ROK offers carrot to DPRK for talks

From Yonhap:
Seoul to resume aid for N. Korea as soon as six-party talks resume: minister

South Korea’s Unification Minister Lee Jong-seok said Friday his country would resume humanitarian assistance for North Korea as soon as it returns to international negotiations over its nuclear ambitions.

“(The government) plans to resume shipments of rice and fertilizer aid to the North if (the North) says it will return to the six-party talks,” Lee said in a special lecture for representatives of the presidential National Unification Advisory Council.

Lee had said the country could resume its humanitarian aid for the impoverished North when “signs of resumption” of the nuclear disarmament negotiations begin to emerge. But this is the first time the minister has explicitly offered to resume the assistance in return for Pyongyang’s return to the stalled talks.

Seoul suspended shipments of its regular humanitarian aid, which included rice and fertilizer, to the North shortly after the communist state test-fired seven ballistic missiles in early July.

The unification minister said he would not have suspended the government aid for North Korea, but he had no other options “to show our people’s firm stance against the North’s missile launches.”

Inter-Korean relations quickly deteriorated after Seoul refused to provide additional assistance to the North in retaliation for the missile tests. The minister said the government had no plans to revise its North Korea policy.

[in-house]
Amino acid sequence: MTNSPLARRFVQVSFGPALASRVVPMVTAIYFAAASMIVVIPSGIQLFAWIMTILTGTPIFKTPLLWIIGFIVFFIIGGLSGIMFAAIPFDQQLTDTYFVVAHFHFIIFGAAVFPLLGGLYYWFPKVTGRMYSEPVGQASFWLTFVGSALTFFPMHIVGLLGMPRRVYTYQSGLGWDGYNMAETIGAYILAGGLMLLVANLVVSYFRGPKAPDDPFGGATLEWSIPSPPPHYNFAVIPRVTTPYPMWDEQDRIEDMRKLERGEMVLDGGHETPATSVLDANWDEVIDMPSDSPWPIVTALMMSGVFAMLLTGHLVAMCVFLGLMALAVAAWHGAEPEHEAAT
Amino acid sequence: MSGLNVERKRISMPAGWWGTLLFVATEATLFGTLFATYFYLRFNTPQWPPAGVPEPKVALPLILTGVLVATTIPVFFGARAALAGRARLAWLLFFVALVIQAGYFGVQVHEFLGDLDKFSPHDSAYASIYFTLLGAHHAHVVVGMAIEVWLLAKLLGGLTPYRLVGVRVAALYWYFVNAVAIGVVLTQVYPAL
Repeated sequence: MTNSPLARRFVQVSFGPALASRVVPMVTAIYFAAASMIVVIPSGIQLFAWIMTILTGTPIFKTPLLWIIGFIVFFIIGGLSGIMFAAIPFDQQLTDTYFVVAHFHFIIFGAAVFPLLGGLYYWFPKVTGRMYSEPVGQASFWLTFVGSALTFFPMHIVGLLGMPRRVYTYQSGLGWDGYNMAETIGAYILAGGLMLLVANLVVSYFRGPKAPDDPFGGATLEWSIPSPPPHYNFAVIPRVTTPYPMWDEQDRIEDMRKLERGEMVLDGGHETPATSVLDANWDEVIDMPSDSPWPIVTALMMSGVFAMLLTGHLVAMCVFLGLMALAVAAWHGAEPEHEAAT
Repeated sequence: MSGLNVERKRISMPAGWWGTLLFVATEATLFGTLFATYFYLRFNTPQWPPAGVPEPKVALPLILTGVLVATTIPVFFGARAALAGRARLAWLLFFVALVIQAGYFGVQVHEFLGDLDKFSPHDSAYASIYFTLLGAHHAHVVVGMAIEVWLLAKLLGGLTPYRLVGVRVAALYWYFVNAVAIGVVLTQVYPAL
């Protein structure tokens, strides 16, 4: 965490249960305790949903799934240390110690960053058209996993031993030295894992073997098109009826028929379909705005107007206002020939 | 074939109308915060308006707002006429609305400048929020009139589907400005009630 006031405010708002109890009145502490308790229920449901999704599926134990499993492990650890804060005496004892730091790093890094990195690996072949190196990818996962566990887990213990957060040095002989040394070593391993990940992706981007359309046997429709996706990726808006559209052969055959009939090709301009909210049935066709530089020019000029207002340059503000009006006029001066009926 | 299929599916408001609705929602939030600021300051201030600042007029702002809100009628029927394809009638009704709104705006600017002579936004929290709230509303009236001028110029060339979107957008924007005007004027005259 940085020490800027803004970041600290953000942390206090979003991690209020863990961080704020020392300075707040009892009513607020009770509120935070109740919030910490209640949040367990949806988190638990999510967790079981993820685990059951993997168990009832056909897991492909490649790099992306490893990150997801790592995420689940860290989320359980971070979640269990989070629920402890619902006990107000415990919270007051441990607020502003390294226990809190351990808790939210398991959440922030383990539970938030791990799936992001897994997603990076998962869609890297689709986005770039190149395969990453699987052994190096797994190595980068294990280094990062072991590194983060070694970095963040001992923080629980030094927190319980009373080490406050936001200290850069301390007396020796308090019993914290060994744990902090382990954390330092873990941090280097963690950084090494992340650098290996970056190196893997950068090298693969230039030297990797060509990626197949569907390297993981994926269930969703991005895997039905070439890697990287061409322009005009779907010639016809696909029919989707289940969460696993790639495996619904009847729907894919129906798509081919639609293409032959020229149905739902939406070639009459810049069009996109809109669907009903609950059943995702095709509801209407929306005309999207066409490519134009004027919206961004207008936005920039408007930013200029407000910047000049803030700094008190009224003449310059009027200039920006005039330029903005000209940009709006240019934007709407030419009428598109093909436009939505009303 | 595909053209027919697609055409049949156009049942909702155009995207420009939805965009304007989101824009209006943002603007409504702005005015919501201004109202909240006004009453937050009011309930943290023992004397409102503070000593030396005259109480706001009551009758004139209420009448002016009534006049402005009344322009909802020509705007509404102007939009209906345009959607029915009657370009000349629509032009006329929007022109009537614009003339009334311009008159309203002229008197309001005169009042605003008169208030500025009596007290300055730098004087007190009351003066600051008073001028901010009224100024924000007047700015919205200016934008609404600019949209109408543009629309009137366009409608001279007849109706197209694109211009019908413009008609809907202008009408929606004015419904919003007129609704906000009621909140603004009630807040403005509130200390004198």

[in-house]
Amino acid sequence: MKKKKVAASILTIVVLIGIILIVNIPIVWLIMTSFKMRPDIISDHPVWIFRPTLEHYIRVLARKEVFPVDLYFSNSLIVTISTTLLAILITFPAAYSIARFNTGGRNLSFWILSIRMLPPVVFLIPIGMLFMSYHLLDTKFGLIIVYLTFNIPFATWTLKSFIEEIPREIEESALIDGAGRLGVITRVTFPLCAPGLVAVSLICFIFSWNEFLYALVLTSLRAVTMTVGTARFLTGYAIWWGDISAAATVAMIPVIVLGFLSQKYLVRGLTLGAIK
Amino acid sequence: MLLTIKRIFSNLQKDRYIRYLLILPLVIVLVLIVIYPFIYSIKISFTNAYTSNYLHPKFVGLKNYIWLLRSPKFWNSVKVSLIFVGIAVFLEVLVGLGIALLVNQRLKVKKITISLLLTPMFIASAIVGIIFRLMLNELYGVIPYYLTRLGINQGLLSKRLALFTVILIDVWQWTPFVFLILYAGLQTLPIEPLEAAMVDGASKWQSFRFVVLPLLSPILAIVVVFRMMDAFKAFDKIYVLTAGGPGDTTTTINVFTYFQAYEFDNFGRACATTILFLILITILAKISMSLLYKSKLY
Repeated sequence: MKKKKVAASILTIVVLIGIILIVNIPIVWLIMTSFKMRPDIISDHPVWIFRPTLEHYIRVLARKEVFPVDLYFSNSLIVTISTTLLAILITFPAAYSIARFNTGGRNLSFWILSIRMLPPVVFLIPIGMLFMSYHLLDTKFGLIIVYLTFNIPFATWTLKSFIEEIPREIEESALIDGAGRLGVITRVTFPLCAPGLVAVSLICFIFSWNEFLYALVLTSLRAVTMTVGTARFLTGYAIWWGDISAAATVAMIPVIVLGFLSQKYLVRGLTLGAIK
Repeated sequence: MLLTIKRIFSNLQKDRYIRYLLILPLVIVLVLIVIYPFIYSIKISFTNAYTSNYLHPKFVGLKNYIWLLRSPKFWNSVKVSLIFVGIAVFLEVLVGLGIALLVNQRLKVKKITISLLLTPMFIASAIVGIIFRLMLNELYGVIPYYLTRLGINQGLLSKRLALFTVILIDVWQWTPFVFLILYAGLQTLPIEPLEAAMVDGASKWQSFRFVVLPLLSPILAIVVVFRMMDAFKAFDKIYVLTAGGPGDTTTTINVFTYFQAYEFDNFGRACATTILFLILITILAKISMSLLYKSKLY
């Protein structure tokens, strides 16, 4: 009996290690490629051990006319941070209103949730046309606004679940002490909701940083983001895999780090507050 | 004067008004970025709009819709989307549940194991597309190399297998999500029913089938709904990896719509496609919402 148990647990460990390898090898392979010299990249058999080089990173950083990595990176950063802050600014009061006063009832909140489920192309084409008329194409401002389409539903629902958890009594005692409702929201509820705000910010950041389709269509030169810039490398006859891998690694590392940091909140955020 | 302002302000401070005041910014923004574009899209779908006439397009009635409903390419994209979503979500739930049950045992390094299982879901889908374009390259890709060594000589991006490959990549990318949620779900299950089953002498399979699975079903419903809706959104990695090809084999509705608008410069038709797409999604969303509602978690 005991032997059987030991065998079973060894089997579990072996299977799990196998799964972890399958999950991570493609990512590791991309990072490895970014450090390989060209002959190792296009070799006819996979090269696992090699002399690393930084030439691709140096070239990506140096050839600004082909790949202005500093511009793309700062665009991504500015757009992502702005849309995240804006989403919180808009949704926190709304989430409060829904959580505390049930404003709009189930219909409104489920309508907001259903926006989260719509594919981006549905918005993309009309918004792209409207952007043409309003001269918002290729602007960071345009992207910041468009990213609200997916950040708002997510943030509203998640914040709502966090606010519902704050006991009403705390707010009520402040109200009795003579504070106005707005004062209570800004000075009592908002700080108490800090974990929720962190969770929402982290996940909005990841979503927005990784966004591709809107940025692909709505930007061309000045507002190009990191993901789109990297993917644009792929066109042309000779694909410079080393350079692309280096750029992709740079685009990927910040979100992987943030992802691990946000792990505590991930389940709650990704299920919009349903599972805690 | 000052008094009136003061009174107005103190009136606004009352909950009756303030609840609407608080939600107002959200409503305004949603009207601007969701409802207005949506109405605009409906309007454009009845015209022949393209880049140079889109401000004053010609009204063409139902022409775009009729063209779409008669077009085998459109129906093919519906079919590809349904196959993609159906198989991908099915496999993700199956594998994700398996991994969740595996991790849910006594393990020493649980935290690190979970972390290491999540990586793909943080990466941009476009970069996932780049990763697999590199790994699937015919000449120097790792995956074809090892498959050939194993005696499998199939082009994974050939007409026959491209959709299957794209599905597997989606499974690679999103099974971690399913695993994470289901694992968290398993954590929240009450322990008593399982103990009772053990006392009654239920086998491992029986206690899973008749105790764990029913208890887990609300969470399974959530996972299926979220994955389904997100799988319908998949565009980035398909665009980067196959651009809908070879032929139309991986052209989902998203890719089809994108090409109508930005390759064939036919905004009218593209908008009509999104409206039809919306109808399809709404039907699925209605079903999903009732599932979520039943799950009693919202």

“It would be most ideal if we could have enough leverage on North Korea to tell it not to play with missiles and the North would listen to us. We are working to reach that day,” he said.

“I wish we could see a day when North Korea would decide not to develop nuclear weapons” due to South Korea’s opposition, he said. “But we have yet to reach that point.”

Pyongyang has been refusing to return to the nuclear talks, also attended by South Korea, Japan, China, Russia and the United States, since November, citing what it claims to be U.S. hostility toward its regime.

The nuclear impasse has also brought challenges for the South Korea-U.S. alliance as the two remain apart on how to bring Pyongyang back to the negotiations.

Washington wants to maintain or increase pressure on the communist state so the North has no other option but to return to the negotiating table, while Seoul wishes to lure it back to the talks through carrots.

The unification minister acknowledged that differences exist between the two sides, but that the alliance was strong enough to iron out any differences.

“The United States cannot feel the same about North Korea as South Korea does because South Korea faces 1.1 million North Korean troops only 40 kilometers (from its capital) while the United States is thousands of kilometers away,” Lee said.

“Coordinating different views and narrowing differences is what cooperation is about,” he said.


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